Commercial Office Space: Lease vs. Buy? Ownership Pluses and Minuses – Part I
Contributed by Barbara Hunter, Sr. Vice President, Regents Bank, Carlsbad, CA
The decision to own versus lease your office space can have a significant impact on your business. For many businesses, there are many choices and not all are clear. In this two part series we’ll examine the pros and cons of each option. We recommend that you consult with an experienced Regents Bank professional to assist you with this important decision.
The Pluses and Minuses of Ownership
There are numerous advantages to ownership. With free-standing buildings, ownership gives you the control to operate and improve the building as you see fit. Being able to change the appearance of the property and place visible signage can be one of the best marketing tools for your business.
The financial benefits of owning include tax savings, potential appreciation and additional rental income. The tax savings come from depreciation allowances and mortgage interest paid during the holding period. Appreciation comes from capital gains proceeds at the time of sale.
Over most ten-year holding periods, real estate has historically appreciated in value. However, as we have seen in the past decade, there can be significant peaks and valleys in the real estate cycle making a real estate investment a concern. Many owners have fared well and have built great equity. There are others that lost the equity, but many purchased properties that were too large for their business or cost too much per square foot. Making sure a potential buyer discusses the pros and cons of the purchase with their banker and CPA many times will make a big difference in the cost of the property.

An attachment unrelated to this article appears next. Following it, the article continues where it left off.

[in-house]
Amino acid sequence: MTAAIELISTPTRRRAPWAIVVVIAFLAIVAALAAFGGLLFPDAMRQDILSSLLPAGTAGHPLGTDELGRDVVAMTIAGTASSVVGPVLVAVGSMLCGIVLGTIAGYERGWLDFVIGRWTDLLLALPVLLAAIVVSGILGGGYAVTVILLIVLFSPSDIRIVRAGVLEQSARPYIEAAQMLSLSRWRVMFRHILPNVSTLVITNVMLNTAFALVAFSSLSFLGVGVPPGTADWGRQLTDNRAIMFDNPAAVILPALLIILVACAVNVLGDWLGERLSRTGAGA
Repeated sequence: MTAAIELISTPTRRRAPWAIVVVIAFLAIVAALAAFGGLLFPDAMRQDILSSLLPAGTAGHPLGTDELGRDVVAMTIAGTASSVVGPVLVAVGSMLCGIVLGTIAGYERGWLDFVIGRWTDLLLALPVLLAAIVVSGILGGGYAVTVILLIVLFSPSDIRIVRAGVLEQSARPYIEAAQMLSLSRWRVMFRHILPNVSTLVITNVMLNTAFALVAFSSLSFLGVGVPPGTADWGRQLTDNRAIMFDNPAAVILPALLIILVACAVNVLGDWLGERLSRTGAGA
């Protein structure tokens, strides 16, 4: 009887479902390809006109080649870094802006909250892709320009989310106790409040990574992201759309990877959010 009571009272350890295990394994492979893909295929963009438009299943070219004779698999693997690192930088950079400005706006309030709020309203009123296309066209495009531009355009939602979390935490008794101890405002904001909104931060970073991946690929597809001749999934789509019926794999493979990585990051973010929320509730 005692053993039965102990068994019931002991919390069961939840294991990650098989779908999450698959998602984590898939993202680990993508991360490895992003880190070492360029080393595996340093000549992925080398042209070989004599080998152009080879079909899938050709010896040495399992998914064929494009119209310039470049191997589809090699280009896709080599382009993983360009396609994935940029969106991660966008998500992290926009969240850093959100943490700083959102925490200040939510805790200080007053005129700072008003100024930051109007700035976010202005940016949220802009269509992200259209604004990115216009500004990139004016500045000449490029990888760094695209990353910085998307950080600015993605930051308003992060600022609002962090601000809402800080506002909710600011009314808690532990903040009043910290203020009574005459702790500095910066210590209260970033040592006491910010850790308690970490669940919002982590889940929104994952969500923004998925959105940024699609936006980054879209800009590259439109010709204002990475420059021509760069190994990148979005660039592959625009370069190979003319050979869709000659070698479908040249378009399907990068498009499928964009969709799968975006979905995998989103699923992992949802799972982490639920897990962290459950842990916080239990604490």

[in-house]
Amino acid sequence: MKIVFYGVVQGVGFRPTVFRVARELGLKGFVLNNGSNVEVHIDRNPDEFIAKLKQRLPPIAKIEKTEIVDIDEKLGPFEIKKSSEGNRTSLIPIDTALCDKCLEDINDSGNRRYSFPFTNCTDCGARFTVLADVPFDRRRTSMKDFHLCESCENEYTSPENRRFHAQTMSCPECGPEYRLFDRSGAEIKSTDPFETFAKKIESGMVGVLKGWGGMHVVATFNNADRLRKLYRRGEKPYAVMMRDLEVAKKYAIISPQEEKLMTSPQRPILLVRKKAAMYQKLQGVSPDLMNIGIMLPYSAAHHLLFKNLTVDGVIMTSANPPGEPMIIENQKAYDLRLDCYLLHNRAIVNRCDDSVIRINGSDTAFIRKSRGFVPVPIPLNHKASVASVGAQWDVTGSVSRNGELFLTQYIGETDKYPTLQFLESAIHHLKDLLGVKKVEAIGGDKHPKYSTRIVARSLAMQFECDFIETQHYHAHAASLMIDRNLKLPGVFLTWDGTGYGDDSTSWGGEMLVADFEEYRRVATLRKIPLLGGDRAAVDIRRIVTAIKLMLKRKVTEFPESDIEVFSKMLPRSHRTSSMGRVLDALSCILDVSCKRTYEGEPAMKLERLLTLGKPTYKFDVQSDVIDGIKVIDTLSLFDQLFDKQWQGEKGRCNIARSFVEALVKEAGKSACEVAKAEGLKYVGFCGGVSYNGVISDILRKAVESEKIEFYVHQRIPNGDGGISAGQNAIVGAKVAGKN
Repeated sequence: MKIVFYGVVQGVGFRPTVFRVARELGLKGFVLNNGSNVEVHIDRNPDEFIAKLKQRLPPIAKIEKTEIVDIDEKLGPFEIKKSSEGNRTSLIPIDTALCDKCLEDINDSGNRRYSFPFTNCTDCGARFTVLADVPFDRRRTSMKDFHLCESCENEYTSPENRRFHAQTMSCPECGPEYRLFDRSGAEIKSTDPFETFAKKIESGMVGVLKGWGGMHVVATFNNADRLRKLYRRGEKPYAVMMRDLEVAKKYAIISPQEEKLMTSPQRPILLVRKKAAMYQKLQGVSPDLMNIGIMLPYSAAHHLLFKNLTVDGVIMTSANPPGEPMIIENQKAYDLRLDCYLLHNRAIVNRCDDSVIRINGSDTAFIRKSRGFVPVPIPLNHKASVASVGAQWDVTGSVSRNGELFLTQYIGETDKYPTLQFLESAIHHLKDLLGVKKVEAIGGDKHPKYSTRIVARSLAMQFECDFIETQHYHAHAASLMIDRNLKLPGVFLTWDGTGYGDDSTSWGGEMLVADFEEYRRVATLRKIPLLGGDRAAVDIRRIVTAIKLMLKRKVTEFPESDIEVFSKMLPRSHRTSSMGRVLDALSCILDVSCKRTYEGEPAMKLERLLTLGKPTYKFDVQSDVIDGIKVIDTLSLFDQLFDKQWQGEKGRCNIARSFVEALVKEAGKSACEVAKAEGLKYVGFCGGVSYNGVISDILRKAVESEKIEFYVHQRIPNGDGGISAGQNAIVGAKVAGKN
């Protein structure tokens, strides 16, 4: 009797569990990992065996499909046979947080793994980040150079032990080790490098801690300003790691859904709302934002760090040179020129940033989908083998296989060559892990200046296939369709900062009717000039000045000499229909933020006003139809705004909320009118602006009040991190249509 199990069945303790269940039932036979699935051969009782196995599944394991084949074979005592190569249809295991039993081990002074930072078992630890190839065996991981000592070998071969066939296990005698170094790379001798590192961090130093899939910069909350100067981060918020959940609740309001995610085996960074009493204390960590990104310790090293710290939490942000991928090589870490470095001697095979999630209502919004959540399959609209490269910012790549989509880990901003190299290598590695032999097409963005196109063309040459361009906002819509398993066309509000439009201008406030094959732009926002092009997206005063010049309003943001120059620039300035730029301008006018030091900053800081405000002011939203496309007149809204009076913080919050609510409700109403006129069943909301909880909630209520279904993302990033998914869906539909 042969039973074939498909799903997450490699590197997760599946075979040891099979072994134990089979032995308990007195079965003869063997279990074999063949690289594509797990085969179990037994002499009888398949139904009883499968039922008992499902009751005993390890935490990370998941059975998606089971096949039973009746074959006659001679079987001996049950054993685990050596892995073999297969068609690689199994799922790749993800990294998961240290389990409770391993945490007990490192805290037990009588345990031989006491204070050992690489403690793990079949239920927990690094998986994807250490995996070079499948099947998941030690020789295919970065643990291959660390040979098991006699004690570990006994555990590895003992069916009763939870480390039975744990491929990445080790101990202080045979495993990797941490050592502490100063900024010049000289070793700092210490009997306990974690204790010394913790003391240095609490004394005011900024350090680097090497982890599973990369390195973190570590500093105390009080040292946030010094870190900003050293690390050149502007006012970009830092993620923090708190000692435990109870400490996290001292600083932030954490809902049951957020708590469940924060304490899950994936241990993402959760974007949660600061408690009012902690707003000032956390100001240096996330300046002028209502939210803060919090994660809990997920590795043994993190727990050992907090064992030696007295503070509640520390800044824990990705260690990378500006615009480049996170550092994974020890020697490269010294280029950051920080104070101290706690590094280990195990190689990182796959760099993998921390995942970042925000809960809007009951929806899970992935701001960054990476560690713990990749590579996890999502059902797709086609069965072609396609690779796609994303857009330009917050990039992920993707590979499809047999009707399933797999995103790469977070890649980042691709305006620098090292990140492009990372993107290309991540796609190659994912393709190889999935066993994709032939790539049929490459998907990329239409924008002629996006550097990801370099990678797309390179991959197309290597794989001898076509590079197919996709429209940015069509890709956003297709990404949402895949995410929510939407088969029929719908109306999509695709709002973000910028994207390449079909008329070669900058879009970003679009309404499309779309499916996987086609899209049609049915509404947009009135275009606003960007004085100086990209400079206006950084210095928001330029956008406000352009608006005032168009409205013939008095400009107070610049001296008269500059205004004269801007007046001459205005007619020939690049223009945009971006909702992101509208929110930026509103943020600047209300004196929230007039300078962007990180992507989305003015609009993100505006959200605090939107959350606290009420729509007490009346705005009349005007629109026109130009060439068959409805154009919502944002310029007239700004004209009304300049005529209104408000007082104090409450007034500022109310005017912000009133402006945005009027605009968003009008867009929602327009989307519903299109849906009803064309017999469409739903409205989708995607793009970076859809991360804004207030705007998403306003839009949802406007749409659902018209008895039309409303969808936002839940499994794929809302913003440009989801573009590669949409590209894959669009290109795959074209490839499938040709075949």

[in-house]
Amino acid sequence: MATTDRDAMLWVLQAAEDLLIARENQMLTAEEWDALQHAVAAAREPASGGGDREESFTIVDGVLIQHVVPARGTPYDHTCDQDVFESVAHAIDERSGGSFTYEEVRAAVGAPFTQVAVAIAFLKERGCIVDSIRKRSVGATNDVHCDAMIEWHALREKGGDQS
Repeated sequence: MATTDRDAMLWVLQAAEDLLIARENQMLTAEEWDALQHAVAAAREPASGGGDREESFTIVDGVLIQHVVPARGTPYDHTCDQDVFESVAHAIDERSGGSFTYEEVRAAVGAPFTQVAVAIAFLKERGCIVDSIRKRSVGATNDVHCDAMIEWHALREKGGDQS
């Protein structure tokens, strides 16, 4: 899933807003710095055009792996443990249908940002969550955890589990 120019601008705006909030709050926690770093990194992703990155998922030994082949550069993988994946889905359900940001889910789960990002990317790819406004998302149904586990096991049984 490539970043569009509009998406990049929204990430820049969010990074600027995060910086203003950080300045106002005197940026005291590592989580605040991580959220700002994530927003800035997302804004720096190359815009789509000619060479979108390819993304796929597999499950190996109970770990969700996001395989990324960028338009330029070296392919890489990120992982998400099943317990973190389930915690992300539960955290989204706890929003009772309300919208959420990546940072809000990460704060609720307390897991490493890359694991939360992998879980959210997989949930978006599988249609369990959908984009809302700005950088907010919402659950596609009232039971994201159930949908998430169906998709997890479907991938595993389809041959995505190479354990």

If a portion of the property is rented, income from tenants can be used to pay part of the mortgage, fund the business or capitalize other needs as you see fit. Another idea to consider once the owner is ready to “exit” the business through a sale, they may still want to maintain the real estate as an income producing retirement investment . Depending on the direction of the company after the sale, the real estate owner may have a guaranteed tenant that they know well (i.e. their previous company’s new ownership).
There are also disadvantages to ownership and these should be weighed before making a decision to purchase rather than lease. The initial cash down payment to acquire a property is cash that could otherwise be used to fund the growth of the business.
Financing commercial real estate requires strong financial statements for the business and often requires the personal guarantee of one or more of the partners. Also, the addition of long-term debt on the balance sheet can make it difficult for some businesses to qualify for additional financing down the road. One way to counteract that is to take title in a real estate holding company and lease the property back to the business.
Every business’ situation is unique. Part II of our series will examine the advantages and disadvantages in leasing a commercial property.
Call Barbara today and she’ll assist you in assessing what’s right for your business and will design a strategy for you that will be a long term solution, not just a quick fix.
Senior Vice President Regents Bank
1921 Palomar Oaks Way, Suite 100 Carlsbad, CA 92008
Telephone: (760) 931-5140
Posted on October 5, 2011, in Business Advice and tagged Barbara Hunter, commecial office space owning vs leasing, commercial office space for sale, Regents Bank. Bookmark the permalink. Leave a comment.